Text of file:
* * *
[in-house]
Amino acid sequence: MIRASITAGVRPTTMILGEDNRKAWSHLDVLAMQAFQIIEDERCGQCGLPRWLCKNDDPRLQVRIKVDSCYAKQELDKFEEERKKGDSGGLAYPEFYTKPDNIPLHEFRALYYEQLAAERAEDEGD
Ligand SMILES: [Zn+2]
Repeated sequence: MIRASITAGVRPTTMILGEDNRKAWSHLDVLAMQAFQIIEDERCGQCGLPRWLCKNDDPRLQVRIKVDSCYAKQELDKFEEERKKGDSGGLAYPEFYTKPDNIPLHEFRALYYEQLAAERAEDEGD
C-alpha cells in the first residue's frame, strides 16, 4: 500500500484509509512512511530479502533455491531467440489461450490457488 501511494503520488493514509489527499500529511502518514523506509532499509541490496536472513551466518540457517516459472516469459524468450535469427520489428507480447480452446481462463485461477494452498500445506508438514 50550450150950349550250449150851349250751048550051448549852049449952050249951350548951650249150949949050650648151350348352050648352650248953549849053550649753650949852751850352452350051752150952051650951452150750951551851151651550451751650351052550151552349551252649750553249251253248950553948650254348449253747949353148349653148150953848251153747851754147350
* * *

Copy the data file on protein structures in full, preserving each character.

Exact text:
[in-house]
Amino acid sequence: MIRASITAGVRPTTMILGEDNRKAWSHLDVLAMQAFQIIEDERCGQCGLPRWLCKNDDPRLQVRIKVDSCYAKQELDKFEEERKKGDSGGLAYPEFYTKPDNIPLHEFRALYYEQLAAERAEDEGD
Ligand SMILES: [Zn+2]
Repeated sequence: MIRASITAGVRPTTMILGEDNRKAWSHLDVLAMQAFQIIEDERCGQCGLPRWLCKNDDPRLQVRIKVDSCYAKQELDKFEEERKKGDSGGLAYPEFYTKPDNIPLHEFRALYYEQLAAERAEDEGD
C-alpha cells in the first residue's frame, strides 16, 4: 500500500484509509512512511530479502533455491531467440489461450490457488 501511494503520488493514509489527499500529511502518514523506509532499509541490496536472513551466518540457517516459472516469459524468450535469427520489428507480447480452446481462463485461477494452498500445506508438514 50550450150950349550250449150851349250751048550051448549852049449952050249951350548951650249150949949050650648151350348352050648352650248953549849053550649753650949852751850352452350051752150952051650951452150750951551851151651550451751650351052550151552349551252649750553249251253248950553948650254348449253747949353148349653148150953848251153747851754147350